Fundamental differences in the neural invasion behavior of pancreatic endocrine tumors: relevance for local recurrence rates?


Bergmann F., Ceyhan G. , Rieker R. J. , Esposito I., Fischer L., Herpel E., ...Daha Fazla

HUMAN PATHOLOGY, cilt.40, ss.50-57, 2009 (SCI İndekslerine Giren Dergi) identifier identifier identifier

  • Cilt numarası: 40 Konu: 1
  • Basım Tarihi: 2009
  • Doi Numarası: 10.1016/j.humpath.2008.06.021
  • Dergi Adı: HUMAN PATHOLOGY
  • Sayfa Sayıları: ss.50-57

Özet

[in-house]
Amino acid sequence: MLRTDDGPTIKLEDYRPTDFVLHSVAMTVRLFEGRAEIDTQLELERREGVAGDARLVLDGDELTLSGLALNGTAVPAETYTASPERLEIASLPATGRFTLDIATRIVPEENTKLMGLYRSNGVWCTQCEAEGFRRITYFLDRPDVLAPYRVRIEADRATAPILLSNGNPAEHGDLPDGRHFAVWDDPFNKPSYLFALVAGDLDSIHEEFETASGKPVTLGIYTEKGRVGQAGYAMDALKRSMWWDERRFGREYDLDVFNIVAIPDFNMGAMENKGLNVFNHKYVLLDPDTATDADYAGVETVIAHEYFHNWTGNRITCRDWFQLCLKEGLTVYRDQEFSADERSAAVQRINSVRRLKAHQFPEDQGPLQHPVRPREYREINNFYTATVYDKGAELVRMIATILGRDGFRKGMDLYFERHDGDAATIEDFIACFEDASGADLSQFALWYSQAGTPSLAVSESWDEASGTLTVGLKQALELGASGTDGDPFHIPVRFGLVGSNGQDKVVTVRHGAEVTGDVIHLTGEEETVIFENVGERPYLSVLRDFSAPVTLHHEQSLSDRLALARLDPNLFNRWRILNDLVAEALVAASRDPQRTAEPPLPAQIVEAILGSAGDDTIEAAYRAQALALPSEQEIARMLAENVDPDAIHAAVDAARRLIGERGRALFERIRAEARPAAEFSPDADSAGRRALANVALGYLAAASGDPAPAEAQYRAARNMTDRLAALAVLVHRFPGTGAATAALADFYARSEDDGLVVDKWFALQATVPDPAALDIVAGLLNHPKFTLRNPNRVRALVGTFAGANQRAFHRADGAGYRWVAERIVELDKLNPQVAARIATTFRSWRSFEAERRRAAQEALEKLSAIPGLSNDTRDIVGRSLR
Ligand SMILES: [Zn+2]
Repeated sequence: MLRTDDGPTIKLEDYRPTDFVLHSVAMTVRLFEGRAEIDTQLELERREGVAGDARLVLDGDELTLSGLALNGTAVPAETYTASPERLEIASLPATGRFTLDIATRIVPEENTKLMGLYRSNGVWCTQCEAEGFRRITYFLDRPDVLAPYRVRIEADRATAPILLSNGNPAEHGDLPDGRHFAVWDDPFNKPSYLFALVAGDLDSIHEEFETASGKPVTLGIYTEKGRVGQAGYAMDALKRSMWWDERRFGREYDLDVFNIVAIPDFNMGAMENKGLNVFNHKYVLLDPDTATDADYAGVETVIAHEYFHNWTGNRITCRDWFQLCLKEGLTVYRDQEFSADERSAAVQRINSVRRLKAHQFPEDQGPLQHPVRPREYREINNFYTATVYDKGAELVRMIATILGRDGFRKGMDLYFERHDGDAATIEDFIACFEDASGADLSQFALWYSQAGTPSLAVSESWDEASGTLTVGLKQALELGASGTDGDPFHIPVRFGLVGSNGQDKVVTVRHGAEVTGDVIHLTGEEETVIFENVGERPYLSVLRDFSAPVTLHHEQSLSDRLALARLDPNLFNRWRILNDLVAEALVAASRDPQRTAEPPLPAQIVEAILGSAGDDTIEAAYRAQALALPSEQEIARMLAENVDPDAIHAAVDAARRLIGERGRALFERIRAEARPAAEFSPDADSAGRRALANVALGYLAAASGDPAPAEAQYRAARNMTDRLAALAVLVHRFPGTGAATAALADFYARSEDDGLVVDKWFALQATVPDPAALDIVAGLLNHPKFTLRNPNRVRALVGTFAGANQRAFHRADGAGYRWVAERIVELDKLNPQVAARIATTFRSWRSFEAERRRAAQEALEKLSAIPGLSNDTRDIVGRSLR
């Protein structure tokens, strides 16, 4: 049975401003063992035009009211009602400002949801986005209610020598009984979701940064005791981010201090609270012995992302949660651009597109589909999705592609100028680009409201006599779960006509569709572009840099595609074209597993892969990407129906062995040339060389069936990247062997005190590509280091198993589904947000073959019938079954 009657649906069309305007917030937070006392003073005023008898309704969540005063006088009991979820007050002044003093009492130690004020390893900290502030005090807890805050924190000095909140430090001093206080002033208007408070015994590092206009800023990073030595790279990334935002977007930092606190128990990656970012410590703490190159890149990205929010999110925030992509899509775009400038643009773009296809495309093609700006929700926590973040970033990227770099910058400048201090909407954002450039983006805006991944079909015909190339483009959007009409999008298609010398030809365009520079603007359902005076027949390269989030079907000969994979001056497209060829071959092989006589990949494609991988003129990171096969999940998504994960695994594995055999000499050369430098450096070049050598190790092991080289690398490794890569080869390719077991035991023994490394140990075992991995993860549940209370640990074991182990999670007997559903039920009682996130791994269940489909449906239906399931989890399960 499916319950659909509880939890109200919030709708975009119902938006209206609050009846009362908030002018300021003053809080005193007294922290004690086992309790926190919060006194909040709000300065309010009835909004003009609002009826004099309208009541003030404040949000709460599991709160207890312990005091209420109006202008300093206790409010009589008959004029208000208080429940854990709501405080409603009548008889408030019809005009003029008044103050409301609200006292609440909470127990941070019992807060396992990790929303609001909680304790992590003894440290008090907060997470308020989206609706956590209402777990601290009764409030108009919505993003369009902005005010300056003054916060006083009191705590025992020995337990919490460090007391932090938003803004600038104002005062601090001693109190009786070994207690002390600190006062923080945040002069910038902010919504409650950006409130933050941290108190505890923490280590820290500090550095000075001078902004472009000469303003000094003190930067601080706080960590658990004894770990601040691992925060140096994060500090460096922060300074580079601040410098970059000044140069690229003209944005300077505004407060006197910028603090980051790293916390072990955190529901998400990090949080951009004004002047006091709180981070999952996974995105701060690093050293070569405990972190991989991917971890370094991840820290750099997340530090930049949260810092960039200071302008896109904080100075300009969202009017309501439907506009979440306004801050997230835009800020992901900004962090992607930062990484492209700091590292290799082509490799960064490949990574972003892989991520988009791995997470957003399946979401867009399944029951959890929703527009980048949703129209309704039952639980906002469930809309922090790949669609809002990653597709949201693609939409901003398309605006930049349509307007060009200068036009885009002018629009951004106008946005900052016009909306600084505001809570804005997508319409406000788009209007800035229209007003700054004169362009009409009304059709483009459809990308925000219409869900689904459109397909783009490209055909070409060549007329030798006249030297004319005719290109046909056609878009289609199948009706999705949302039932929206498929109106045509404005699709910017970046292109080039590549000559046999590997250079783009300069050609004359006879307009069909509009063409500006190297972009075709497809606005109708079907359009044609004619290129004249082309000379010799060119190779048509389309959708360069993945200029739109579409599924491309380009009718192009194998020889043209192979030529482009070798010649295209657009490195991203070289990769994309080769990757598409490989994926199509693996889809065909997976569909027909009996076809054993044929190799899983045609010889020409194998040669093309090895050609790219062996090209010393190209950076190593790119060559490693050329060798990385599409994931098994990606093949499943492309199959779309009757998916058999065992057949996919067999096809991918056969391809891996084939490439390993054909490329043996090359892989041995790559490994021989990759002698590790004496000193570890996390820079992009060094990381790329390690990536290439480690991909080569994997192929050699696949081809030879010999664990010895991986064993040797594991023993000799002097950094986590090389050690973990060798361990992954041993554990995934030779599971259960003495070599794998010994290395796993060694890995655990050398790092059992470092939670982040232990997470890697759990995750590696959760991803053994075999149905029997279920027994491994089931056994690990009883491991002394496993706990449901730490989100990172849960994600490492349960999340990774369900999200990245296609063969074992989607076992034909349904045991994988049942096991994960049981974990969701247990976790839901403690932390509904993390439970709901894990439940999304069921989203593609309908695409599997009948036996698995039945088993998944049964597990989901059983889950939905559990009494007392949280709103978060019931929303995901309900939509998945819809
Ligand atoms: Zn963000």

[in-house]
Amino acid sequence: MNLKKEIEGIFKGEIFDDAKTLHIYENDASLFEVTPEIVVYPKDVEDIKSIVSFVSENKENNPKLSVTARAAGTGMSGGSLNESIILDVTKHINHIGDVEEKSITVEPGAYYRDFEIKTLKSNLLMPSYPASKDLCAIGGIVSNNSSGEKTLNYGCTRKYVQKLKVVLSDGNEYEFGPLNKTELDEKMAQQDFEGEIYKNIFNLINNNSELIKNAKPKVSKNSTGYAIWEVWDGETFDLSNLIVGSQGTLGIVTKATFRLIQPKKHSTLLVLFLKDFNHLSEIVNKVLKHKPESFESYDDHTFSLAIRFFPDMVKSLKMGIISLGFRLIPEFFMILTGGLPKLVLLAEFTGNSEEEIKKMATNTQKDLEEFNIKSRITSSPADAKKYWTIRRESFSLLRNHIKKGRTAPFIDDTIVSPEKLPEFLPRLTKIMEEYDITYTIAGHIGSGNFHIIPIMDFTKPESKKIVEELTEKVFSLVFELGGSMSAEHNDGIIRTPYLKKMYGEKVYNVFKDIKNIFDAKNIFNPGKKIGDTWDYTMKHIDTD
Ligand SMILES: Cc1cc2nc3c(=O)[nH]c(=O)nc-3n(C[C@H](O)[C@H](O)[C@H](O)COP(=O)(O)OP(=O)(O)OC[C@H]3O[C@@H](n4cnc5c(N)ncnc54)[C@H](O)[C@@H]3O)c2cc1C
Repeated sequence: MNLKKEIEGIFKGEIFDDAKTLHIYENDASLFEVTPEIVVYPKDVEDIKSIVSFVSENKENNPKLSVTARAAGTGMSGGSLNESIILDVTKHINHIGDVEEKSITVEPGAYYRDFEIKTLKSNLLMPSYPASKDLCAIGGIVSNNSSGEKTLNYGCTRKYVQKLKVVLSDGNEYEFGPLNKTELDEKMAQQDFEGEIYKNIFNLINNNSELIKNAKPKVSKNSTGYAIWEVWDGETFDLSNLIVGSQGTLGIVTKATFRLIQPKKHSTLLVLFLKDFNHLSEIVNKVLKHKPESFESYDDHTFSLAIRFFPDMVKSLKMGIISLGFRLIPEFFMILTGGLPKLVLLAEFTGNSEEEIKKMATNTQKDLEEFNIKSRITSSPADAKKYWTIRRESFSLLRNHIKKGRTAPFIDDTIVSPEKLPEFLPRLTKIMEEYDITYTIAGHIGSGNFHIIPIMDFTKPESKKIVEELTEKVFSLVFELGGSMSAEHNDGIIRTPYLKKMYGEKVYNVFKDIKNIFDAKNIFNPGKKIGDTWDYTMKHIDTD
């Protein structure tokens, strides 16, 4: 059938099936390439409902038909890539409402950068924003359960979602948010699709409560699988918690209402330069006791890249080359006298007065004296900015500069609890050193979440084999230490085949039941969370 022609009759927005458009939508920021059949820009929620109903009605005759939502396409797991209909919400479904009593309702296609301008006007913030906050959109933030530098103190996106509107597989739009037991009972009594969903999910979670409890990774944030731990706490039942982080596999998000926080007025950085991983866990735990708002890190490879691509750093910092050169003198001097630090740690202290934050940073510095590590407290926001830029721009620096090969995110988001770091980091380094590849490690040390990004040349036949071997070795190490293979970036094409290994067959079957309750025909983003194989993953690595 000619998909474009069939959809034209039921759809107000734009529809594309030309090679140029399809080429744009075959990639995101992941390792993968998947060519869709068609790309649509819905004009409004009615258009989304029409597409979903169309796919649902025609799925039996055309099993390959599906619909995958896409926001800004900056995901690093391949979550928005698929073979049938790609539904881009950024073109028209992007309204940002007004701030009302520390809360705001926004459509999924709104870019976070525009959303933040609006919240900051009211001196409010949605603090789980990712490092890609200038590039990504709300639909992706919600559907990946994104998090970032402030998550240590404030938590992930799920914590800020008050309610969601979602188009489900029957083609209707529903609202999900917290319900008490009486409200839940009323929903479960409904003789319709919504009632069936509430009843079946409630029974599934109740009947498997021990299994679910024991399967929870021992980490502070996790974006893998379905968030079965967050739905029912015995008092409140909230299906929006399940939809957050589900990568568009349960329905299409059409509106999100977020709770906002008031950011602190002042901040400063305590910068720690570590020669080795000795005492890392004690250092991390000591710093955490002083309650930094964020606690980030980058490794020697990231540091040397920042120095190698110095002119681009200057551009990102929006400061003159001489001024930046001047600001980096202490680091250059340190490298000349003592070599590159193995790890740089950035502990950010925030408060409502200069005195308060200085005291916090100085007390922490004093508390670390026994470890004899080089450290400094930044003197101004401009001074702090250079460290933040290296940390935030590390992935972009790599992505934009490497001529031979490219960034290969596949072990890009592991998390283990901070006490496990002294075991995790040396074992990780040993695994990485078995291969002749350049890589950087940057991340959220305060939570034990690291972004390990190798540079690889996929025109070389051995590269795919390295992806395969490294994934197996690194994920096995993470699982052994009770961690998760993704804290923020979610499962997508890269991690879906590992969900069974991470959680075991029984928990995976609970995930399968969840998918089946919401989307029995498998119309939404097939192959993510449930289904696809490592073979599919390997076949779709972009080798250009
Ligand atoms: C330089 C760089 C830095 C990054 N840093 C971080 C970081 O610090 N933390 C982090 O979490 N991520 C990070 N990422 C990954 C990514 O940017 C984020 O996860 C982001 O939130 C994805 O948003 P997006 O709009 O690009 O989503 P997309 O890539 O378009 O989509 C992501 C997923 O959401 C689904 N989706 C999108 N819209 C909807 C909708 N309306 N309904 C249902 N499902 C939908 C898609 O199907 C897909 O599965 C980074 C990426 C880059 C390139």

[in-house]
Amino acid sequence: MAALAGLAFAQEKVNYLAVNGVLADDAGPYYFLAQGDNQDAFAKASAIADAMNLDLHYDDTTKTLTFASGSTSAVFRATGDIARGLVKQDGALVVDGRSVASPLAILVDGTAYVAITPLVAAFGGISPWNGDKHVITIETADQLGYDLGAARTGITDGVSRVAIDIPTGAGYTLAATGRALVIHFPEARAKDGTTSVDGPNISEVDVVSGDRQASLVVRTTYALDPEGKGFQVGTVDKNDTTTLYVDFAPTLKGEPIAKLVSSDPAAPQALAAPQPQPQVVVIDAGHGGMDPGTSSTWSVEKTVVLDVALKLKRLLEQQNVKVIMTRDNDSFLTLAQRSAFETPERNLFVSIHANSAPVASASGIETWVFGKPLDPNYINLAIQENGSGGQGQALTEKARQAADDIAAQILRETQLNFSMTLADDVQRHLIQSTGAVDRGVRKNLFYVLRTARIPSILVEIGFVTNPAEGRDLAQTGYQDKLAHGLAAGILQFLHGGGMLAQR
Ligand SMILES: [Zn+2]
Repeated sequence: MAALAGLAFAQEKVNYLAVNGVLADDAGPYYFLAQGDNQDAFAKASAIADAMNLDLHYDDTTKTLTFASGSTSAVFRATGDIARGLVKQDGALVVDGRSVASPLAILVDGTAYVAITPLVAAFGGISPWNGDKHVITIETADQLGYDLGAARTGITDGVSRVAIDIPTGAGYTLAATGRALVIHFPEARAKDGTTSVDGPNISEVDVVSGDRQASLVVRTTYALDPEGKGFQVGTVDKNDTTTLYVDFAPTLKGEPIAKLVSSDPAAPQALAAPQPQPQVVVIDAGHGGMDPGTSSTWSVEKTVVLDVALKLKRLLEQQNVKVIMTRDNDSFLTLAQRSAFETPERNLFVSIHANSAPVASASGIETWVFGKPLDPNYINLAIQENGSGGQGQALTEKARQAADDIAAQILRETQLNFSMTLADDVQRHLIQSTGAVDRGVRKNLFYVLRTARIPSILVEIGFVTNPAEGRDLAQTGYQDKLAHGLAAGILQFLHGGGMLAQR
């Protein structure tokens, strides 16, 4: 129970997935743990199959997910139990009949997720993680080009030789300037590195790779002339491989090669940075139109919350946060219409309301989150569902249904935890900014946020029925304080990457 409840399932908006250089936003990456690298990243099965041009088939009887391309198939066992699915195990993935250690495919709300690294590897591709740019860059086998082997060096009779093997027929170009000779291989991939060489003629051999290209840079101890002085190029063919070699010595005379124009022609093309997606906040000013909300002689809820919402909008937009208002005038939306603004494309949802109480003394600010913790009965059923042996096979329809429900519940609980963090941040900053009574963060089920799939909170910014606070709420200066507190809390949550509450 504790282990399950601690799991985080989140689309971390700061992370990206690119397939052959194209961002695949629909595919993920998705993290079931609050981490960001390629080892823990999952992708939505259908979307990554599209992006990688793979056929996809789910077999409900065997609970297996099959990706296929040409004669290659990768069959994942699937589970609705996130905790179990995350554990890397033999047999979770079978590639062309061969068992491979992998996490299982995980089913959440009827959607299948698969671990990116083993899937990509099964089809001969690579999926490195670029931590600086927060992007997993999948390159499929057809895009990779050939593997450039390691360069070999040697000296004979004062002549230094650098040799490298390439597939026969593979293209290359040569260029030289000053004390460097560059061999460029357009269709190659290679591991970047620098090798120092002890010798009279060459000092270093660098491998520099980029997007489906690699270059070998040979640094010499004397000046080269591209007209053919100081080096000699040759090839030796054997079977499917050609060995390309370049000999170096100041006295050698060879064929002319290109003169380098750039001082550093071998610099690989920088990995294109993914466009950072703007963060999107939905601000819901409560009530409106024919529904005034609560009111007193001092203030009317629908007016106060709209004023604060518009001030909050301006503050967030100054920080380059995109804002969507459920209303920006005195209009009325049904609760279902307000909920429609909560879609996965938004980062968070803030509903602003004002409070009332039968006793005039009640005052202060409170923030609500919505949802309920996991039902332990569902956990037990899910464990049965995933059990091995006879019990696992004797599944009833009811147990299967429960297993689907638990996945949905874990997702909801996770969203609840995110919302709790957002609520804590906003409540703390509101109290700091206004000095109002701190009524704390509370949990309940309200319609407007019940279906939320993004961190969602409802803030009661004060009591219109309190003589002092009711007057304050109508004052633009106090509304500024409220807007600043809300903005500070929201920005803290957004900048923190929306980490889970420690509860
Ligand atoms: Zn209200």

Neural invasion represents an important prognostic factor in pancreatic cancer, and it is thought to be one of the main causes for the high rate of postoperative local recurrences in pancreatic ductal adenocarcinomas. In contrast to the latter, systematic investigations of the mode and extent of neural invasion in pancreatic endocrine tumors have not yet been carried out, although this process represents an important feature in the classification of these tumors. In the present study, a total of 48 pancreatic endocrine tumors were analyzed including 10 well-differentiated endocrine tumors of uncertain behavior, 33 well-differentiated endocrine carcinomas, and 5 poorly differentiated endocrine carcinomas. Neural invasion was found in a large subset (73%) of pancreatic endocrine tumors. The frequency of neural invasion correlated with the grade of malignancy but Occurred irrespective of functional activity, hormone phenotype, or histomorphology. Analogous to pancreatic ductal adenocarcinoma, the expression of epidermal growth factor receptor and nerve growth factor, which were expressed in 50% and 100% of the tumors, respectively, seemed to be associated with the frequency of neural invasion. However, in contrast to pancreatic ductal adenocarcinoma, neural invasion in pancreatic endocrine tumors was only detected within the turner boundaries and did not reach beyond the tumor invasion front. This phenomenon may explain the low rate of local relapses after turner resection in pancreatic endocrine tumors despite the high frequency of neural invasion. (c) 2009 Elsevier Inc. All rights reserved.